# How many ATOMS in a 0.400*mol quantity of N_2O_5?

Mar 27, 2017

Do you mean $\text{how many molecules}$, or $\text{how many atoms?}$

#### Explanation:

Clearly, there are ${N}_{A} \times 0.400$ ${N}_{2} {O}_{5}$ molecules in such a molar quantity. Here we use ${N}_{A}$, $\text{Avogadro's number}$, just as we would use any other collective number, like a $\text{dozen}$, or a $\text{score}$, or a $\text{gross}$.

And so there are $0.400 \cdot m o l \times 6.022 \times {10}^{23} \cdot m o {l}^{-} 1$, approx. $2.40 \times {10}^{23}$ individual ${N}_{2} {O}_{5}$ molecules. What is the mass of this molar quantity?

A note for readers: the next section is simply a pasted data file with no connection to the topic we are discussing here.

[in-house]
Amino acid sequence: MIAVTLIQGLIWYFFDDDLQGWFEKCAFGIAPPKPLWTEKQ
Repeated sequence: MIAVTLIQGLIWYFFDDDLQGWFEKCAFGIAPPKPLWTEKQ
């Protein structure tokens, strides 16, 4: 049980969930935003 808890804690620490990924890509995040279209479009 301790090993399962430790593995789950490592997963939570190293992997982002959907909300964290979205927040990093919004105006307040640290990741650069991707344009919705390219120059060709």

And as regard to $\text{atoms}$ there are $0.400 \cdot m o l \times 7 \cdot \text{atoms} \cdot m o {l}^{-} 1$ $=$ $2.8 \times {N}_{A}$ atoms.

The Lewis structure of ${N}_{2} {O}_{5}$ is non-trivial, and charge separation with quaternized nitrogen occurs to give: ""^(-)O(O=)N^(+)-O-^(+)N(=O)O^-. What is the overall charge on this molecular representation?